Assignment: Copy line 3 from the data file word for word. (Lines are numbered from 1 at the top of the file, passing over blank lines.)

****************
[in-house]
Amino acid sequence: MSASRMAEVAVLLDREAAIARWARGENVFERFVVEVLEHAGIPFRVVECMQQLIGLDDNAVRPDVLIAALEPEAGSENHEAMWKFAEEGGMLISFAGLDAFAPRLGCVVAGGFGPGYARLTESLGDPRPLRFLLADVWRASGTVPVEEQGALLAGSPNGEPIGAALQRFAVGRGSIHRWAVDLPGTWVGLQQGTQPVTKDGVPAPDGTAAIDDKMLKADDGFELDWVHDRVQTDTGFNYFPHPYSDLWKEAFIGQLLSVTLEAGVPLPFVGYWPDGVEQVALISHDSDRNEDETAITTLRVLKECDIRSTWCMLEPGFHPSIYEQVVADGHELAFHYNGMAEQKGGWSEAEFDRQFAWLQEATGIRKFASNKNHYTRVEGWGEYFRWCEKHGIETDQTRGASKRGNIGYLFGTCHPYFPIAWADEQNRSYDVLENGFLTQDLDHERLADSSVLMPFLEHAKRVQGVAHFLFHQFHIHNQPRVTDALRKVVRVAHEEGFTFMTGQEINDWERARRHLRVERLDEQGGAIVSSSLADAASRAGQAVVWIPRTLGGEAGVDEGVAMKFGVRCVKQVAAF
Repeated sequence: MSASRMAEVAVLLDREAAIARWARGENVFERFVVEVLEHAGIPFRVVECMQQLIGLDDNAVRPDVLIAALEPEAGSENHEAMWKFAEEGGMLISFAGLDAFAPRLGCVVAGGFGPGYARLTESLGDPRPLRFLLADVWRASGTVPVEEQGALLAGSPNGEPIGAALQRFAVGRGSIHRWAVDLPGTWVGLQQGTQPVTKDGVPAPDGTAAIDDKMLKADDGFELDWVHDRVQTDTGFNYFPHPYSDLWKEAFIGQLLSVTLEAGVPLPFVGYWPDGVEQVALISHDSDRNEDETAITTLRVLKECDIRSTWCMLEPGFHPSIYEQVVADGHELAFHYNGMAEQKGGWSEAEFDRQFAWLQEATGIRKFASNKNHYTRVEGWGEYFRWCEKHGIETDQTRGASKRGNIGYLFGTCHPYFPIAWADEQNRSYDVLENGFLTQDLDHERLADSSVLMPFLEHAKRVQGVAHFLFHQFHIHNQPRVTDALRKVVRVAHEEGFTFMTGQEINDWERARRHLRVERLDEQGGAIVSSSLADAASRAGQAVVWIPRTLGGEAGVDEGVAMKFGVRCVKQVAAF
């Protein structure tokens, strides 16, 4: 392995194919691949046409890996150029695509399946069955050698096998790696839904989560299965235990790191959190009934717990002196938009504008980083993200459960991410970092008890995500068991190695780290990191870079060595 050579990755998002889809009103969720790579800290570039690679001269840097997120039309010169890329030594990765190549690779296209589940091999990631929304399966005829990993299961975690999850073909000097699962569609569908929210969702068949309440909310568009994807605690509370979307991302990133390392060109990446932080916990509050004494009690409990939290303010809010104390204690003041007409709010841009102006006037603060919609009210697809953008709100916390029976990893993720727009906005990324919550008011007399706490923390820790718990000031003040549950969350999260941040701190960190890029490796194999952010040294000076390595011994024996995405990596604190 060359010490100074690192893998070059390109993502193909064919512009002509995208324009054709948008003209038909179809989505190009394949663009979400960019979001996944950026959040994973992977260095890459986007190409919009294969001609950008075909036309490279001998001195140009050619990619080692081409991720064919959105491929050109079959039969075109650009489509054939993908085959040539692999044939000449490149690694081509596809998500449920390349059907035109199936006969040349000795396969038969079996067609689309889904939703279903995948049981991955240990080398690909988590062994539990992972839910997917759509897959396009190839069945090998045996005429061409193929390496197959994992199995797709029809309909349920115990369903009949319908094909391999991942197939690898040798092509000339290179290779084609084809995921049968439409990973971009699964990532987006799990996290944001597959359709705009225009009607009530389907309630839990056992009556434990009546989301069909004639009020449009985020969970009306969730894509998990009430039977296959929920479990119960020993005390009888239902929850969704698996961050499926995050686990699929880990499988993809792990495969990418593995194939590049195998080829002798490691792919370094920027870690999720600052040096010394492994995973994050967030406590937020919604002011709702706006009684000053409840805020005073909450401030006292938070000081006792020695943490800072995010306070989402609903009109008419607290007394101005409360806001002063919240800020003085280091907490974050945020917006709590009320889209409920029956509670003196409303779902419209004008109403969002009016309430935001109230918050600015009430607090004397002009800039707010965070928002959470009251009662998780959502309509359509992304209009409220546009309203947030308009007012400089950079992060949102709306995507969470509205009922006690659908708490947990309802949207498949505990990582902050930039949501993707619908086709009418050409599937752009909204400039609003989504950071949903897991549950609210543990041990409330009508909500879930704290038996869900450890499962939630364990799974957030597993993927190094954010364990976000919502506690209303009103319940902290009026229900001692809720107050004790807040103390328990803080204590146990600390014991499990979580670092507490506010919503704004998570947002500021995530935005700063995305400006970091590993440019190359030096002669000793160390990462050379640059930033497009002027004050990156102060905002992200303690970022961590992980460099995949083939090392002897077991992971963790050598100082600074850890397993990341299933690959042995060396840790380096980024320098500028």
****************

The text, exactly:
Repeated sequence: MSASRMAEVAVLLDREAAIARWARGENVFERFVVEVLEHAGIPFRVVECMQQLIGLDDNAVRPDVLIAALEPEAGSENHEAMWKFAEEGGMLISFAGLDAFAPRLGCVVAGGFGPGYARLTESLGDPRPLRFLLADVWRASGTVPVEEQGALLAGSPNGEPIGAALQRFAVGRGSIHRWAVDLPGTWVGLQQGTQPVTKDGVPAPDGTAAIDDKMLKADDGFELDWVHDRVQTDTGFNYFPHPYSDLWKEAFIGQLLSVTLEAGVPLPFVGYWPDGVEQVALISHDSDRNEDETAITTLRVLKECDIRSTWCMLEPGFHPSIYEQVVADGHELAFHYNGMAEQKGGWSEAEFDRQFAWLQEATGIRKFASNKNHYTRVEGWGEYFRWCEKHGIETDQTRGASKRGNIGYLFGTCHPYFPIAWADEQNRSYDVLENGFLTQDLDHERLADSSVLMPFLEHAKRVQGVAHFLFHQFHIHNQPRVTDALRKVVRVAHEEGFTFMTGQEINDWERARRHLRVERLDEQGGAIVSSSLADAASRAGQAVVWIPRTLGGEAGVDEGVAMKFGVRCVKQVAAF